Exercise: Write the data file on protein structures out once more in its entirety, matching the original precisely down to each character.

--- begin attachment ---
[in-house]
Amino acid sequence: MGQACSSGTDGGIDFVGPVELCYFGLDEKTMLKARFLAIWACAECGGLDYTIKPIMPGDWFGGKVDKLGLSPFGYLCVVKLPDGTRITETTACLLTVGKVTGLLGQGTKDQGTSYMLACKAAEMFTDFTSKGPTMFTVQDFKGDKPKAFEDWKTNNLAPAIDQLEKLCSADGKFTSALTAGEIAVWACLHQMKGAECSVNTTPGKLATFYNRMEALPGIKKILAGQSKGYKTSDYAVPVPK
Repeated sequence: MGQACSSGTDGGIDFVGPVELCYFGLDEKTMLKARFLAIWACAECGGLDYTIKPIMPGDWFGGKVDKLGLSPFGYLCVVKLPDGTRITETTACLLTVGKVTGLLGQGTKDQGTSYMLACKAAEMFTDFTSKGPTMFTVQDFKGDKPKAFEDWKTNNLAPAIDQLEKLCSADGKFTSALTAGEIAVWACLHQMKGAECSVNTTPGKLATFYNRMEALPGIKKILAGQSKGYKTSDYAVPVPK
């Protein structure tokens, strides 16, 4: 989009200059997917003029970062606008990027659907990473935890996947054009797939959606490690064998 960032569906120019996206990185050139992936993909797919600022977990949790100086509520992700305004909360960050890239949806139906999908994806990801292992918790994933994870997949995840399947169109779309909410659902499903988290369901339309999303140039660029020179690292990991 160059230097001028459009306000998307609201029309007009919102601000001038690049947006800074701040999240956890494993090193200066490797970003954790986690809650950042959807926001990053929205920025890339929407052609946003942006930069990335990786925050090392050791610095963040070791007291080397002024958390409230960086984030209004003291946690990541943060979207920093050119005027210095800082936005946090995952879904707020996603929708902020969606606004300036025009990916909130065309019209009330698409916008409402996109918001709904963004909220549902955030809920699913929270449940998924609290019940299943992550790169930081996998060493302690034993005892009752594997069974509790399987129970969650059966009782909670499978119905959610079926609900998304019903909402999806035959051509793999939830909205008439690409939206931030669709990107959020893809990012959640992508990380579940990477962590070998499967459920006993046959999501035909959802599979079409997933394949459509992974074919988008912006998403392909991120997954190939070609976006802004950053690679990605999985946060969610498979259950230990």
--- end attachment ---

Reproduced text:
[in-house]
Amino acid sequence: MGQACSSGTDGGIDFVGPVELCYFGLDEKTMLKARFLAIWACAECGGLDYTIKPIMPGDWFGGKVDKLGLSPFGYLCVVKLPDGTRITETTACLLTVGKVTGLLGQGTKDQGTSYMLACKAAEMFTDFTSKGPTMFTVQDFKGDKPKAFEDWKTNNLAPAIDQLEKLCSADGKFTSALTAGEIAVWACLHQMKGAECSVNTTPGKLATFYNRMEALPGIKKILAGQSKGYKTSDYAVPVPK
Repeated sequence: MGQACSSGTDGGIDFVGPVELCYFGLDEKTMLKARFLAIWACAECGGLDYTIKPIMPGDWFGGKVDKLGLSPFGYLCVVKLPDGTRITETTACLLTVGKVTGLLGQGTKDQGTSYMLACKAAEMFTDFTSKGPTMFTVQDFKGDKPKAFEDWKTNNLAPAIDQLEKLCSADGKFTSALTAGEIAVWACLHQMKGAECSVNTTPGKLATFYNRMEALPGIKKILAGQSKGYKTSDYAVPVPK
């Protein structure tokens, strides 16, 4: 989009200059997917003029970062606008990027659907990473935890996947054009797939959606490690064998 960032569906120019996206990185050139992936993909797919600022977990949790100086509520992700305004909360960050890239949806139906999908994806990801292992918790994933994870997949995840399947169109779309909410659902499903988290369901339309999303140039660029020179690292990991 160059230097001028459009306000998307609201029309007009919102601000001038690049947006800074701040999240956890494993090193200066490797970003954790986690809650950042959807926001990053929205920025890339929407052609946003942006930069990335990786925050090392050791610095963040070791007291080397002024958390409230960086984030209004003291946690990541943060979207920093050119005027210095800082936005946090995952879904707020996603929708902020969606606004300036025009990916909130065309019209009330698409916008409402996109918001709904963004909220549902955030809920699913929270449940998924609290019940299943992550790169930081996998060493302690034993005892009752594997069974509790399987129970969650059966009782909670499978119905959610079926609900998304019903909402999806035959051509793999939830909205008439690409939206931030669709990107959020893809990012959640992508990380579940990477962590070998499967459920006993046959999501035909959802599979079409997933394949459509992974074919988008912006998403392909991120997954190939070609976006802004950053690679990605999985946060969610498979259950230990």